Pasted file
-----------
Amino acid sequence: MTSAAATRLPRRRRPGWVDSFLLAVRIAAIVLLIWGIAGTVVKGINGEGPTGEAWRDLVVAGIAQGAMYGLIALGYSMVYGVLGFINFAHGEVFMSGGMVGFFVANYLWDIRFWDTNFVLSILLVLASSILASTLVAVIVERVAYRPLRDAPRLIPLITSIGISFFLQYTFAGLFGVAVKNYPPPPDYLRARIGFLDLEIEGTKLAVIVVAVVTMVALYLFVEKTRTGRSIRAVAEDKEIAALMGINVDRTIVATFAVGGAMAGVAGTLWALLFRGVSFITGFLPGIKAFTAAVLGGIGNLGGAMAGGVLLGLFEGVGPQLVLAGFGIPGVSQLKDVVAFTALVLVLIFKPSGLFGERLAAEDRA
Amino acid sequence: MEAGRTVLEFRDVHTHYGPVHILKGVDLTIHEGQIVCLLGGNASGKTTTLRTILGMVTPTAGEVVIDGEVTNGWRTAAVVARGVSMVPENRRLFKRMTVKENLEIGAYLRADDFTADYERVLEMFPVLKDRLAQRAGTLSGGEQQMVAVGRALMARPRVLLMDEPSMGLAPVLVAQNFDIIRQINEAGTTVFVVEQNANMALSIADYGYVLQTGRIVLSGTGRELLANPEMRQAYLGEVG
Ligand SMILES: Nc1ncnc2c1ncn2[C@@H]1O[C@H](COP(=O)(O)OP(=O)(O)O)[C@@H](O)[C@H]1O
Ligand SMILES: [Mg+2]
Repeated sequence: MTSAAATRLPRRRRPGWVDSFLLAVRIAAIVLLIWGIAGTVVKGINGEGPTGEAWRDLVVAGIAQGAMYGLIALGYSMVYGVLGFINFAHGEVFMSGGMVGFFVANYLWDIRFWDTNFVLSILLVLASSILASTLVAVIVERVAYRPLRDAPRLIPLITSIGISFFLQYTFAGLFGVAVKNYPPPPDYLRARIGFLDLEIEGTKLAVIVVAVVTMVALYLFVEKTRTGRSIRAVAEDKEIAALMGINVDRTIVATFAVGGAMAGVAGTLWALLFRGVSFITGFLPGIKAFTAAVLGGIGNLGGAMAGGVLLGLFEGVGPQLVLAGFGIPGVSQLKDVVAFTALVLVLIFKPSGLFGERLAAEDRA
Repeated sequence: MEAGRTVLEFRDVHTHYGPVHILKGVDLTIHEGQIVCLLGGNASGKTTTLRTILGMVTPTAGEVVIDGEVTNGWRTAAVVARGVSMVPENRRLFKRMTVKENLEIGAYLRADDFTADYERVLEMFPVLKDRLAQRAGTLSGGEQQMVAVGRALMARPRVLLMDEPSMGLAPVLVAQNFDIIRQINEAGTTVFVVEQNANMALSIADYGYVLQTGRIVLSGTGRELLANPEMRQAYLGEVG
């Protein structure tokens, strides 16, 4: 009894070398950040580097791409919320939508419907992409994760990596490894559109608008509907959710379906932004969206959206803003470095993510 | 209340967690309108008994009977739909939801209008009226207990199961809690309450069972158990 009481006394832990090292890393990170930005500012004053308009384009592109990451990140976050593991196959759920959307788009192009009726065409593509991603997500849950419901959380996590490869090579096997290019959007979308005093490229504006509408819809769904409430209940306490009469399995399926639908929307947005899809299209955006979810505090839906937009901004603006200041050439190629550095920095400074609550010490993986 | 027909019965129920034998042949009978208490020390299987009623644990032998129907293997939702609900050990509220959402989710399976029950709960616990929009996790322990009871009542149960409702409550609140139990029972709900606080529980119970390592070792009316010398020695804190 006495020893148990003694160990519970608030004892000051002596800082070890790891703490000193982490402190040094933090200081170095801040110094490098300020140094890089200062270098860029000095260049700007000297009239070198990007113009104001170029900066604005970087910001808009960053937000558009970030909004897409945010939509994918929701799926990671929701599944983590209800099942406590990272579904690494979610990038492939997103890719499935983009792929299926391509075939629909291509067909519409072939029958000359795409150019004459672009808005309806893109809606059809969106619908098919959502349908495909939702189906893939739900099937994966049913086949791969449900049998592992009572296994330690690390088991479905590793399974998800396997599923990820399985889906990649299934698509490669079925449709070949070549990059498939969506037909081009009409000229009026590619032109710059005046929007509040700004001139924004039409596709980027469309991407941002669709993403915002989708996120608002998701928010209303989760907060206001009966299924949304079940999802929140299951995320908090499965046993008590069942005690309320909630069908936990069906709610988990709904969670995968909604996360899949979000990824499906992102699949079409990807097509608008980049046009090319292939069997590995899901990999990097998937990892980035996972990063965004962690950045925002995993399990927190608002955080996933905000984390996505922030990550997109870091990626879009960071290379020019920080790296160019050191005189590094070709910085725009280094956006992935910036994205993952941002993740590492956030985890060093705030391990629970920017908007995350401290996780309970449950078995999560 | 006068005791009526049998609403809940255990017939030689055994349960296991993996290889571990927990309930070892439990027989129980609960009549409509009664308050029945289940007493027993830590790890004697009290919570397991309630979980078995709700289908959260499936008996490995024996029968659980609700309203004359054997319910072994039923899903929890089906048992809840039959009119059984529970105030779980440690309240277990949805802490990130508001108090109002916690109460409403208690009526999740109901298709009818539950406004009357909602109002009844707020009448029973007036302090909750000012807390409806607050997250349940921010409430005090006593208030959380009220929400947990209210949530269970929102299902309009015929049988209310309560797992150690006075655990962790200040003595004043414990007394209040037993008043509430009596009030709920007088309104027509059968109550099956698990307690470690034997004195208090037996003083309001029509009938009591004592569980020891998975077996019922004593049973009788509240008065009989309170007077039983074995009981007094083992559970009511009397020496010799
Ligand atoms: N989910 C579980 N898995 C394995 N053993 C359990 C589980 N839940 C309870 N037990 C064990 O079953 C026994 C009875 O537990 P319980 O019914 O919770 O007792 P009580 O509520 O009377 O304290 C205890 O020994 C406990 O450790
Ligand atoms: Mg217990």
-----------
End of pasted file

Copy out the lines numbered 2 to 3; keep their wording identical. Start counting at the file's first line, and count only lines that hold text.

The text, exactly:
Amino acid sequence: MEAGRTVLEFRDVHTHYGPVHILKGVDLTIHEGQIVCLLGGNASGKTTTLRTILGMVTPTAGEVVIDGEVTNGWRTAAVVARGVSMVPENRRLFKRMTVKENLEIGAYLRADDFTADYERVLEMFPVLKDRLAQRAGTLSGGEQQMVAVGRALMARPRVLLMDEPSMGLAPVLVAQNFDIIRQINEAGTTVFVVEQNANMALSIADYGYVLQTGRIVLSGTGRELLANPEMRQAYLGEVG
Ligand SMILES: Nc1ncnc2c1ncn2[C@@H]1O[C@H](COP(=O)(O)OP(=O)(O)O)[C@@H](O)[C@H]1O